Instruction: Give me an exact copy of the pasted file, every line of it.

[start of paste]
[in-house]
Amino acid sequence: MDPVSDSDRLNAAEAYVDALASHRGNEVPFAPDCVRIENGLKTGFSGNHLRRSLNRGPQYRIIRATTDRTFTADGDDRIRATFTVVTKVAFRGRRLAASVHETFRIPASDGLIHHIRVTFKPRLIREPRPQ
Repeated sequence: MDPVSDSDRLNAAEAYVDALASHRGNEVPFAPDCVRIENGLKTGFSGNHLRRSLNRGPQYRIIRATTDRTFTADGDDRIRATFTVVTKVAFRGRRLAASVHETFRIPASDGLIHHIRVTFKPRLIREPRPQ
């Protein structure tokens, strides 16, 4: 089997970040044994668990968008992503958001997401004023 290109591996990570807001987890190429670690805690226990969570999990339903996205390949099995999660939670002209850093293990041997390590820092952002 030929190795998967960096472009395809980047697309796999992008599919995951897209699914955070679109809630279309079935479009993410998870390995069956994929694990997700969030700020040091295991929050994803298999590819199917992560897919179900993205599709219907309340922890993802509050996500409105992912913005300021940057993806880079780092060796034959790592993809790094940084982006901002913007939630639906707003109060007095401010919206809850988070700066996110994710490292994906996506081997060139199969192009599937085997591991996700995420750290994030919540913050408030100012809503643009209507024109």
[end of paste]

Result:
[in-house]
Amino acid sequence: MDPVSDSDRLNAAEAYVDALASHRGNEVPFAPDCVRIENGLKTGFSGNHLRRSLNRGPQYRIIRATTDRTFTADGDDRIRATFTVVTKVAFRGRRLAASVHETFRIPASDGLIHHIRVTFKPRLIREPRPQ
Repeated sequence: MDPVSDSDRLNAAEAYVDALASHRGNEVPFAPDCVRIENGLKTGFSGNHLRRSLNRGPQYRIIRATTDRTFTADGDDRIRATFTVVTKVAFRGRRLAASVHETFRIPASDGLIHHIRVTFKPRLIREPRPQ
């Protein structure tokens, strides 16, 4: 089997970040044994668990968008992503958001997401004023 290109591996990570807001987890190429670690805690226990969570999990339903996205390949099995999660939670002209850093293990041997390590820092952002 030929190795998967960096472009395809980047697309796999992008599919995951897209699914955070679109809630279309079935479009993410998870390995069956994929694990997700969030700020040091295991929050994803298999590819199917992560897919179900993205599709219907309340922890993802509050996500409105992912913005300021940057993806880079780092060796034959790592993809790094940084982006901002913007939630639906707003109060007095401010919206809850988070700066996110994710490292994906996506081997060139199969192009599937085997591991996700995420750290994030919540913050408030100012809503643009209507024109």